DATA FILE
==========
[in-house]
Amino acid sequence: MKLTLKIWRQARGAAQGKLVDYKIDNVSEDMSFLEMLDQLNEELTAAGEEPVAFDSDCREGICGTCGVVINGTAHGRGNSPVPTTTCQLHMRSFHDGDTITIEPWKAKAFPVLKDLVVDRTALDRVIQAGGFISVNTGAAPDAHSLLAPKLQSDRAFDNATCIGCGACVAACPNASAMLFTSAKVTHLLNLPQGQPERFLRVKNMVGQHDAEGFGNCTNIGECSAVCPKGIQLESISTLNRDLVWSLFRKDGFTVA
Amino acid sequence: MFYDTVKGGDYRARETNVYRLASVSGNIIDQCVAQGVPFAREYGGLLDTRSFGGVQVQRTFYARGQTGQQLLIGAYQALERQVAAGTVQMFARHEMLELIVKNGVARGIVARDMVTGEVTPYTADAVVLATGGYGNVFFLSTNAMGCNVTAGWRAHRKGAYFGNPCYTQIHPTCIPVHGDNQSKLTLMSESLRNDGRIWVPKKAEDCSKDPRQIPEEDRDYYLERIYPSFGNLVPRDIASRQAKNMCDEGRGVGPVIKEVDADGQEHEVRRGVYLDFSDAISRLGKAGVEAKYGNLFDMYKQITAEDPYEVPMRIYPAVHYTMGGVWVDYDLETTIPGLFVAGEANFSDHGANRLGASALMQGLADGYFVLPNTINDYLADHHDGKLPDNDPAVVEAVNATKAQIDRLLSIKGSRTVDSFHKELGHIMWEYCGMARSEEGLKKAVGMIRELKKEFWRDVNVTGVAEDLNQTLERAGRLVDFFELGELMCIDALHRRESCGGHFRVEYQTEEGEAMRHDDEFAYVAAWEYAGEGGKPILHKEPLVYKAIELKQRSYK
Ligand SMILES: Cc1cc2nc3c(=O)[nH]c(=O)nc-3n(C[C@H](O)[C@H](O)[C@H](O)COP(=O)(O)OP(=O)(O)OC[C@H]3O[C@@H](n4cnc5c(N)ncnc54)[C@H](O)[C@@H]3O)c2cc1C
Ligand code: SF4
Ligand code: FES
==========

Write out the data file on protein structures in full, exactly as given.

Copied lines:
[in-house]
Amino acid sequence: MKLTLKIWRQARGAAQGKLVDYKIDNVSEDMSFLEMLDQLNEELTAAGEEPVAFDSDCREGICGTCGVVINGTAHGRGNSPVPTTTCQLHMRSFHDGDTITIEPWKAKAFPVLKDLVVDRTALDRVIQAGGFISVNTGAAPDAHSLLAPKLQSDRAFDNATCIGCGACVAACPNASAMLFTSAKVTHLLNLPQGQPERFLRVKNMVGQHDAEGFGNCTNIGECSAVCPKGIQLESISTLNRDLVWSLFRKDGFTVA
Amino acid sequence: MFYDTVKGGDYRARETNVYRLASVSGNIIDQCVAQGVPFAREYGGLLDTRSFGGVQVQRTFYARGQTGQQLLIGAYQALERQVAAGTVQMFARHEMLELIVKNGVARGIVARDMVTGEVTPYTADAVVLATGGYGNVFFLSTNAMGCNVTAGWRAHRKGAYFGNPCYTQIHPTCIPVHGDNQSKLTLMSESLRNDGRIWVPKKAEDCSKDPRQIPEEDRDYYLERIYPSFGNLVPRDIASRQAKNMCDEGRGVGPVIKEVDADGQEHEVRRGVYLDFSDAISRLGKAGVEAKYGNLFDMYKQITAEDPYEVPMRIYPAVHYTMGGVWVDYDLETTIPGLFVAGEANFSDHGANRLGASALMQGLADGYFVLPNTINDYLADHHDGKLPDNDPAVVEAVNATKAQIDRLLSIKGSRTVDSFHKELGHIMWEYCGMARSEEGLKKAVGMIRELKKEFWRDVNVTGVAEDLNQTLERAGRLVDFFELGELMCIDALHRRESCGGHFRVEYQTEEGEAMRHDDEFAYVAAWEYAGEGGKPILHKEPLVYKAIELKQRSYK
Ligand SMILES: Cc1cc2nc3c(=O)[nH]c(=O)nc-3n(C[C@H](O)[C@H](O)[C@H](O)COP(=O)(O)OP(=O)(O)OC[C@H]3O[C@@H](n4cnc5c(N)ncnc54)[C@H](O)[C@@H]3O)c2cc1C
Ligand code: SF4
Ligand code: FES